Many of my friends today know me from work and not from my younger years as a Youth Pastor, evangelist want-to-be, ORU student. Back in those days, my faith was everything. I wrapped my whole identity around it and knew nothing else.
Yes, I remember the days when we worried about ‘backward masking’ in the rock albums or the demon behind every tree. Though it’s true evil is alive and well in the world, to focus on it and keep it on your mind certainly doesn’t do anyone much good.
Over the years, time has mellowed me out. Life has a way of melding us into balance. I have no doubt that God speaks to us today in many ways. I have no doubt that He wants us to have a close relationship with Him and to share His love with others. But, at times, I remember being so ‘heavenly minded’ that I really wasn’t much good here on Earth.
Knowing the Bible and living the Bible are two different things. I’ve known people who lived a life very close to what the Bible asks us to live (loving their neighbor, giving all they have, not consumed with material things, humble, etc.) yet, if I were to ask them what the Book of Romans was about, they wouldn’t have been able to give an educated answer.
During the 80s, I spent six years at a college I loved and cherished, ORU (Oral Roberts University). I wasn’t there because of the personality who was known world-wide for his evangelistic television ministry, but because I felt called to be there. Every step of the way, God provided for me financially and it was a great ride.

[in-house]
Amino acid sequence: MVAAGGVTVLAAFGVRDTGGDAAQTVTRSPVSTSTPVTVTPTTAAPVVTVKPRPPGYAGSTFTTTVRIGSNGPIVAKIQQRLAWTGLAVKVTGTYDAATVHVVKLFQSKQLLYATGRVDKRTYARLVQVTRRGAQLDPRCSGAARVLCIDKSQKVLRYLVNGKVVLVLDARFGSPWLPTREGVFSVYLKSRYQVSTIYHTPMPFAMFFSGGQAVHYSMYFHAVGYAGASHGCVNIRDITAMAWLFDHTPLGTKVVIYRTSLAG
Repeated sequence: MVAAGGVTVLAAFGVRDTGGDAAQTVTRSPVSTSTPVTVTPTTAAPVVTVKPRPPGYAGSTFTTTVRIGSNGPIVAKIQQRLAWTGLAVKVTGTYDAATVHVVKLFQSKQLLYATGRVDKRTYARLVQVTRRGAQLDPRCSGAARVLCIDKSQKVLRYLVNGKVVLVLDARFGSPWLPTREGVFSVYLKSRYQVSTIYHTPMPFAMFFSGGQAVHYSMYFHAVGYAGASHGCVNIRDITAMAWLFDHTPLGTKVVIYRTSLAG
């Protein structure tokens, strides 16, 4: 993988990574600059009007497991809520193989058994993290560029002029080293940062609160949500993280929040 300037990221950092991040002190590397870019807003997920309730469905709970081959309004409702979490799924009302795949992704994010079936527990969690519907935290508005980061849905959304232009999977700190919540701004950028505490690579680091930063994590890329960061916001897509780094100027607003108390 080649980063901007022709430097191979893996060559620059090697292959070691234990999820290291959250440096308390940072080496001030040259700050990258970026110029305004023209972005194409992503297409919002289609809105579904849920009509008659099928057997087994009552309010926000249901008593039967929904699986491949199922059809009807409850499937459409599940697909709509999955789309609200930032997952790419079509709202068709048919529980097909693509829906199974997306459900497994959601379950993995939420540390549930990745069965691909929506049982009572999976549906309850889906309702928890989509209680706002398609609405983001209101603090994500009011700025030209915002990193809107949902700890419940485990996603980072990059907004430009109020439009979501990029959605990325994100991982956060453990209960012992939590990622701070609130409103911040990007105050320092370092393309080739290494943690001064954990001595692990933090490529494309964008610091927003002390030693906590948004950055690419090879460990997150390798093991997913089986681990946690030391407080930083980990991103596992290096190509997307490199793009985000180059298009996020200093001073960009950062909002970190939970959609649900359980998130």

By the end of my time at ORU, however, I felt like I had begun to question my faith. All the theology, education, and schooling left me doubting everything I believed. I was so heavenly minded that I was of no earthly good and I knew it. I needed to experience life and that was what I did.
Over the next seven years, life hit me in the face like a brick falling from the top of a ten-story building. I realized that I’d put so much time into education and not relationship, that I didn’t have the strength to deal with the world the way I had imagined. I made mistakes and have learned from them over the years.
Through those nearly ten years of challenging life after graduating, I learned that some of the most loving people I’ve known who supported me through the most difficult time of my life weren’t people from the church.
No, those people only judged me (wrongly) and walked away. It was people who would later become some of the best friends I’ve ever had and know, to this day, that if I ever needed anything, would be there for me and me for them (Bob, Mick, & Syl).
You see, faith without works is dead. No matter how many degrees, Bibles we read, scriptures we can quote, or worship songs we can sing, if we don’t have love on the level of Earth, then it’s all a bunch of noise.
I don’t ever want to be that person again. So heavenly minded that I can’t see the needs of others right in front of me. God’s grace isn’t earned by what we know, it’s a gift and a gift that He asks us to share with the least of those around us. That is where I want to be found the day I die. Giving to those around me as He would and did.
Today, here’s to living in the here-and-now with our faith. Every day is an opportunity to give and to live that life He showed us we can live. Here’s to no more clouds to blind us from the needs around us. In that, we’ll find true joy and true faith.
Wishing you all a blessed week…!